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Good afternoon! I am Under Secretary of State Bonnie Jenkins. Thank you for joining me along with the United Nations Office of Disarmament Affairs to open this wonderful panel of esteemed experts and rising leaders. I am always pleased when the current and future generations come together to address problems and find innovative solutions.

And, thank you to Nomsa for setting the stage, and High Representative Nakamitsu for her remarks. Broadening our perspectives on the impacts of nuclear decision-making to those that it directly affects is crucial. I have worked in the field of weapons of mass destruction, arms control, disarmament, and nonproliferation for over 30 years. I know it does not surprise you when I say that I have often in those years been one of the very, very few women, and persons of color, in the places where policy decisions on “hard security” issues are made. Other areas of the world may or may not encounter the same types of discrimination and struggles that we do in the U.S., however, it is important that we all continue to push to remove systemic barriers and open the doors for all to enter.

Over the last 50 years, the area of arms control, nonproliferation, and disarmament, unfortunately, consisted of a large group of people that have similar backgrounds, experiences, and educations. While they bring their own perspectives to the decision-making table, others that are directly impacted by these decisions are not asked to participate. Why would that be? Perhaps it is because of the lack of recognition for the value that diverse perspective brings to the important issues of national security and here, nuclear policy making. Or it is the lack of diverse people seeing themselves in these fields.

In a study conducted by a non-governmental organization (Ploughshares Fund), a growing number of younger generations are becoming more deeply involved, and more persistent in their desire to see more diverse representations in the fields of arms control, nonproliferation, and disarmament. When asked about the three most important challenges in this space, over 46% of women, and 100% of genderqueer/nonbinary individuals, identified stasis and risk aversion as one of the most challenging aspects of crafting new and innovative solutions. The fact that interest and investment in the field is dwindling does not help, either. More than 60% of respondents identified a dwindling, and less diverse number of funders as the main issue, and around 38% felt that infighting and turf battles between organizations were hindering progress.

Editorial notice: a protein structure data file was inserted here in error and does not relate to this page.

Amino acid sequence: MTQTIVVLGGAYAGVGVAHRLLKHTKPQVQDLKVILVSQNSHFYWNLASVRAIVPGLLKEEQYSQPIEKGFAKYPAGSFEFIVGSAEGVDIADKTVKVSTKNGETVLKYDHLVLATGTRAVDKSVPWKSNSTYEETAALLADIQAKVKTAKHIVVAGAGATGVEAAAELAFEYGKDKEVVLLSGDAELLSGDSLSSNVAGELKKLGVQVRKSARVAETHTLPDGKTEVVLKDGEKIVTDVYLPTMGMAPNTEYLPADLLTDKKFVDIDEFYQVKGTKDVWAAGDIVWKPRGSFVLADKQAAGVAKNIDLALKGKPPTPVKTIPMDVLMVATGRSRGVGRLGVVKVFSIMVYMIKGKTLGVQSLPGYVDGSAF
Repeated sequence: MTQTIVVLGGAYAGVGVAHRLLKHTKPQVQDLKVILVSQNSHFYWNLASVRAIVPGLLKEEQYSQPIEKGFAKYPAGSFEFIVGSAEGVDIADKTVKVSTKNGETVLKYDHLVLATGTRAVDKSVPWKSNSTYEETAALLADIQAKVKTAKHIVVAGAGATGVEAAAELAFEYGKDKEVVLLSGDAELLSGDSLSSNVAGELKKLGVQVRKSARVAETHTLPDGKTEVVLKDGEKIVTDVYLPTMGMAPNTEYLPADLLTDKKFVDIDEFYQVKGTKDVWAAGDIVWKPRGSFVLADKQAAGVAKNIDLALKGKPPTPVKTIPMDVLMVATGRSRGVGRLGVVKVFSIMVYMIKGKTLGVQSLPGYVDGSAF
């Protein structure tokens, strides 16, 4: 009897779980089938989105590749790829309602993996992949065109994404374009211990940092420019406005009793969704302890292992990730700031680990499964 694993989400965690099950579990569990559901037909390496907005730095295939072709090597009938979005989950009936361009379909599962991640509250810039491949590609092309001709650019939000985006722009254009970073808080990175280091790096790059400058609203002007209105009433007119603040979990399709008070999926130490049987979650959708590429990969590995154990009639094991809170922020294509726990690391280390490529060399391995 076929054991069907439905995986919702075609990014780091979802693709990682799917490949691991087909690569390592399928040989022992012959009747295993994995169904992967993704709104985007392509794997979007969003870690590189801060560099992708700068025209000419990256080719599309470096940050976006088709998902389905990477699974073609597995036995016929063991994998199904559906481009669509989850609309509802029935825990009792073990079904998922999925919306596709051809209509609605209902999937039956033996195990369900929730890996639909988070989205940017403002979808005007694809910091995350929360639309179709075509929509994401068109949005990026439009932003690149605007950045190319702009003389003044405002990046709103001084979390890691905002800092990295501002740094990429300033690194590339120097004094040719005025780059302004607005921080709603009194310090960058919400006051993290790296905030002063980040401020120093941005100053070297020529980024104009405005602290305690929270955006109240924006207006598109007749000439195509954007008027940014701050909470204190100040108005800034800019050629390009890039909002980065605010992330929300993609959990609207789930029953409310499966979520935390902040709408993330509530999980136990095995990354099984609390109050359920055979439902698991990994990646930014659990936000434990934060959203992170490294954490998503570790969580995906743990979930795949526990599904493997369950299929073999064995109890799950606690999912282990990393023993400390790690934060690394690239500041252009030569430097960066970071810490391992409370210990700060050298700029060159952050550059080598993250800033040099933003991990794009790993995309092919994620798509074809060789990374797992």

We can address these issues and ensure that we are acknowledging all voices by being deliberate and strategic. For example, when we hold panels and discussions on these important topics, it is sometimes easy to focus in on the easiest pathways: meetings that are only convenient for our time zones, or topics that fail to address the varying nuances of other cultures and histories.

Discussions about the impact of nuclear deterrence and arms control is often very Western-centric, neglecting to identify the impact these measures may have on others. And approaches and actions concerning non-proliferation and disarmament still tend to be Western leaning. The considerations and response towards arms control and deterrence in Southeast Asia, may look very different from responses in Africa, or in Europe. There is no one-size-fits-all approach to arms control, nonproliferation, and disarmament, and in order to create strong and long-lasting solutions, each approach must be tailored to the needs of those that are impacted both here and around the world. This is why we hold review conferences such as these- to assess and update our approaches in a constantly changing environment.

But we have seen better progress: as we shifted into a virtual environment during COVID-19, global accessibility increased, and opportunities became more abundant for those commonly left out of these conversations. As the U.S. is a prominent member in these discussions, I continue to take action and make it my prerogative and mandate to ensure that these spaces remain open and accessible for all around the globe. In doing so, I have welcomed into these discussions some amazing individuals who increasingly contribute to policy considerations, both inside and outside governments.

I am eager to turn this discussion over to this great panel of leaders tackling tomorrow’s national and international security challenges as, I know they each bring their unique insights and perspectives on the way forward. Once again, thank you for joining us today, and I will hand the floor over to Nomsa.

U.S. Department of State

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